Nicola Sturgeon said 18,580 people have tested positive for the virus in Scotland, up by 22 from 18,558 the day before. She said 14 of these new cases were in the Greater Glasgow and Clyde area with a possible cluster under investigation. There are 260 people in hospital with confirmed or suspected COVID-19, a decrease of four in 24 hours.
Ms Sturgeon said: “I’ve been advised that a possible cluster of cases is currently under investigation by Greater Glasgow and Clyde.
“An incident management team meeting will take place later this afternoon which I hope will give more detail and an update will be provided after that.
“But I want to give an assurance today that all new positive cases are thoroughly investigated for any links and test and protect gets to work to make sure all contacts are appropriately traced.”
Scotland has recorded an increase in the number of coronavirus deaths registered during the last week – but the figure has remained in single digits.
Between July 20 and 26, there were eight instances when Covid-19 was mentioned on the death certificate, according to figures from the National Records of Scotland (NRS).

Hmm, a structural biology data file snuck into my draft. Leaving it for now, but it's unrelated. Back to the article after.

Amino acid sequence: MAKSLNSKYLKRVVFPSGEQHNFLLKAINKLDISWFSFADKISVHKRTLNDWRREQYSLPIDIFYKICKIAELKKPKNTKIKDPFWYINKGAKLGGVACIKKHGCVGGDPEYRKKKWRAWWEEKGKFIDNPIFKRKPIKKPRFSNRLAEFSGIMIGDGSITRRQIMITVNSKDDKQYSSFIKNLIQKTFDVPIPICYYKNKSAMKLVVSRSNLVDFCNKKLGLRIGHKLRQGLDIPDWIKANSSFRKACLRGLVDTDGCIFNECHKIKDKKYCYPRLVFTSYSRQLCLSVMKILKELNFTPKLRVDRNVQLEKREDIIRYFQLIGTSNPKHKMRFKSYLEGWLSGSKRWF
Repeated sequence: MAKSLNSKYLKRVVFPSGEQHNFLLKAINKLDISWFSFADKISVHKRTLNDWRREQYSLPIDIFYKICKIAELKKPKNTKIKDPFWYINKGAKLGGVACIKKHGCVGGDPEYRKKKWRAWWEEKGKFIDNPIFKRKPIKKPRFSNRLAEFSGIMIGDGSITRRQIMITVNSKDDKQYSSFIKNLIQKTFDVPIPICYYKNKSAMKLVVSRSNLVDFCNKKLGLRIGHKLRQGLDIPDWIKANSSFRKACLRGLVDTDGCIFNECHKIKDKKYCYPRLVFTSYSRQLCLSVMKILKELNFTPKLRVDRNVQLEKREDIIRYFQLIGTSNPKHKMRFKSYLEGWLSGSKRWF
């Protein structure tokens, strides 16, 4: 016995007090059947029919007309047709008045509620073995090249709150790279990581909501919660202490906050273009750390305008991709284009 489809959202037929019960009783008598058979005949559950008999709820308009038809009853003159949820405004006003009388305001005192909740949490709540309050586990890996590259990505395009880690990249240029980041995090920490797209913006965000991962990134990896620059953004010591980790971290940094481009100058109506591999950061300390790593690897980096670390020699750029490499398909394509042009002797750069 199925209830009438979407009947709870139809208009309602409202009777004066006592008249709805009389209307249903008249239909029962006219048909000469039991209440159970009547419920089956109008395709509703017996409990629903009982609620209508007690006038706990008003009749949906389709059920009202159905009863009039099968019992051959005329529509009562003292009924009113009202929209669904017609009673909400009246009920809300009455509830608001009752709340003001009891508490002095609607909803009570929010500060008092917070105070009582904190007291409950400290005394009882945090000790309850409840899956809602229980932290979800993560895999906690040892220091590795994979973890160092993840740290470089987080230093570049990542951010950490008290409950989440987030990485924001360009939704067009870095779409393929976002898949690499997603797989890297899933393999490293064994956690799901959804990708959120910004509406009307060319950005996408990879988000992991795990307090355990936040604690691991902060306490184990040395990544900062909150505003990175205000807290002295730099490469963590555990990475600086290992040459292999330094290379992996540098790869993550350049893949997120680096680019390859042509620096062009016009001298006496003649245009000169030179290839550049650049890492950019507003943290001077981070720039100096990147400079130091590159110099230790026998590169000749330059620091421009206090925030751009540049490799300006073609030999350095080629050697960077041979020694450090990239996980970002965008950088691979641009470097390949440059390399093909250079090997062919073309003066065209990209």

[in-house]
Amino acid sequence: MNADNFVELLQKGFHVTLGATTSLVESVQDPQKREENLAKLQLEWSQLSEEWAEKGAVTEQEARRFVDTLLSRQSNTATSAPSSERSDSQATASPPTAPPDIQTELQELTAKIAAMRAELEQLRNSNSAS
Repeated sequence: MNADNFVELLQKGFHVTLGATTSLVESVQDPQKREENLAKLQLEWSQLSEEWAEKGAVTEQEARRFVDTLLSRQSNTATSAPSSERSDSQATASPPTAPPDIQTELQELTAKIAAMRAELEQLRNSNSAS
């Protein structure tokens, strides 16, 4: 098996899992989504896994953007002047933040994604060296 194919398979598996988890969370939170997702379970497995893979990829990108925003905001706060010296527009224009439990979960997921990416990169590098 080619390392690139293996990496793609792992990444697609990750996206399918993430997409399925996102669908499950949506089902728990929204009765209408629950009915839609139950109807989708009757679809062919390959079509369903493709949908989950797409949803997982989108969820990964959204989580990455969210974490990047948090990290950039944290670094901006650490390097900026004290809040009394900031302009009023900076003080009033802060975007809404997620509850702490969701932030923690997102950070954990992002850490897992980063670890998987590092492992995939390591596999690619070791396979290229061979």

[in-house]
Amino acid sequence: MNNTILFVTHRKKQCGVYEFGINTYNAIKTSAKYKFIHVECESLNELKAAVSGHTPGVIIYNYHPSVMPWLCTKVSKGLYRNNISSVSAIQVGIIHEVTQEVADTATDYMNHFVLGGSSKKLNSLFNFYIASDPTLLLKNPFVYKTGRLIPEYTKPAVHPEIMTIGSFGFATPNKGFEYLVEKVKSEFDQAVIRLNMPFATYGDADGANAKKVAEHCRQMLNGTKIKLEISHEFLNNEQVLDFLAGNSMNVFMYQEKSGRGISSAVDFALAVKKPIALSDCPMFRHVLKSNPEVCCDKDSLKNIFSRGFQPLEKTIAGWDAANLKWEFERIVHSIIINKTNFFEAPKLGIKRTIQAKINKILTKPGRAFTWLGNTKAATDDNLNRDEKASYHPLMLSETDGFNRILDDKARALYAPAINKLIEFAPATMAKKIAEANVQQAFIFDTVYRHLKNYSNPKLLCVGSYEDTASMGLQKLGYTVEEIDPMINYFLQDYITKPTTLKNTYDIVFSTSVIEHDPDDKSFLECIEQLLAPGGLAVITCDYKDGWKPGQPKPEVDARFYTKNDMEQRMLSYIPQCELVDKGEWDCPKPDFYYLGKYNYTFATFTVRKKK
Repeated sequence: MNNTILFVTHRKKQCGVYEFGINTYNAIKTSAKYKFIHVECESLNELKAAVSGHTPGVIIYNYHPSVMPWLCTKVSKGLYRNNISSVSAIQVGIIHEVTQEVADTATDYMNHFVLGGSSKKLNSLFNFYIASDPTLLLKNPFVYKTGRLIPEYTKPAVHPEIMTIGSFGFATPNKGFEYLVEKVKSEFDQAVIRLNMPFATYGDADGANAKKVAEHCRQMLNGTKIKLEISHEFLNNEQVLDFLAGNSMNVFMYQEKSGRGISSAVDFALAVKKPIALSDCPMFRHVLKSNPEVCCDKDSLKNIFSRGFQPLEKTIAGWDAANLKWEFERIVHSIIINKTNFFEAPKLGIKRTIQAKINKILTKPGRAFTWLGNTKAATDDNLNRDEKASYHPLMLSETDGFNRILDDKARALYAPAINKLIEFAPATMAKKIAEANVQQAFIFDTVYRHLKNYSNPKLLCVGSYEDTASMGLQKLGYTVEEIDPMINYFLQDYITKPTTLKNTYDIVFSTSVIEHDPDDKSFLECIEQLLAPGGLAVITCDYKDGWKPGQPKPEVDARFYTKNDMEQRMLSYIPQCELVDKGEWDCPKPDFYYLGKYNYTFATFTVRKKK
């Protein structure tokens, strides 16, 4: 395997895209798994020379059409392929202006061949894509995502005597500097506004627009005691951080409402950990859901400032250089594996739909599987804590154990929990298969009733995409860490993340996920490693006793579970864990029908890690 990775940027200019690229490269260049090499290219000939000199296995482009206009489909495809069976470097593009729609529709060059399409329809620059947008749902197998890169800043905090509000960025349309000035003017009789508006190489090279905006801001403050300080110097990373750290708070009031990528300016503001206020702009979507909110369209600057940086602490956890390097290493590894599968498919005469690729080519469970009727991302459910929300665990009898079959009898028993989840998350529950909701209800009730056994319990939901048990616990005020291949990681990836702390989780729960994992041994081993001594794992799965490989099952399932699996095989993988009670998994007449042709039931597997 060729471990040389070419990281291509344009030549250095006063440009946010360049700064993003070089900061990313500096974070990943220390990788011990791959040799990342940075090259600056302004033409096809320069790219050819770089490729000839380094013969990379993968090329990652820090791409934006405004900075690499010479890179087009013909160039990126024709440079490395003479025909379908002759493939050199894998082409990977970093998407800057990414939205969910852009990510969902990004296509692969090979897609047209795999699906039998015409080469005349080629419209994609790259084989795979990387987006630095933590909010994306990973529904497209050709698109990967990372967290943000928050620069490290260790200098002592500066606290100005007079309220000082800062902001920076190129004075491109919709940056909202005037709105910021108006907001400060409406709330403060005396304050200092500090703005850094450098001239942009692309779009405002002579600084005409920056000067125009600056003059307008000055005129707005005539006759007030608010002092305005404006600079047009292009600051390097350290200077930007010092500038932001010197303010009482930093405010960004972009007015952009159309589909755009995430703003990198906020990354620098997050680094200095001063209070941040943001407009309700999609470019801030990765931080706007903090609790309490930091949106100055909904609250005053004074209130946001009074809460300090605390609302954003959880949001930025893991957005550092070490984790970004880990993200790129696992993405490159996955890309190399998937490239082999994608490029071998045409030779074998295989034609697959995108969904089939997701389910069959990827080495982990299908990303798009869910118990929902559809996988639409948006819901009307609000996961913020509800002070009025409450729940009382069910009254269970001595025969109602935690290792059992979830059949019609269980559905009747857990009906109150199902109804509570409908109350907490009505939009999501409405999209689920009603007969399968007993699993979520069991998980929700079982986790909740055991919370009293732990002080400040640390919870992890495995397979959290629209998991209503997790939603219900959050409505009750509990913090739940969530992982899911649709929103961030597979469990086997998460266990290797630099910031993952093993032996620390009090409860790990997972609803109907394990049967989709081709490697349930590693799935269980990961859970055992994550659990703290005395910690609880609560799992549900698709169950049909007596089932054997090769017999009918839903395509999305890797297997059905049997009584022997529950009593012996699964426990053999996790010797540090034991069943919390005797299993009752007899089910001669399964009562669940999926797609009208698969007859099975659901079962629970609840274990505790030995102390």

Six deaths last week marked the lowest number since the week beginning March 16, when 11 such deaths were registered.
The rise comes after 13 consecutive weeks of the figures falling, with the overall death toll in Scotland as of July 26 at 4,201.
They differ from the lab-confirmed coronavirus deaths announced daily by the Scottish Government using Health Protection Scotland (HPS) figures because they include suspected or probable cases of COVID-19.
Pete Whitehouse, NRS director of statistical services, said: “Today’s figures show eight more deaths due to COVID-19, a figure similar to last week and one which is significantly lower than the peak week in mid-April when 661 COVID-19 related deaths were registered.”
As of Wednesday, no deaths related to coronavirus have been announced in the daily update for 13 days.
In that measurement 2,491 patients have died in Scotland after testing positive for the virus.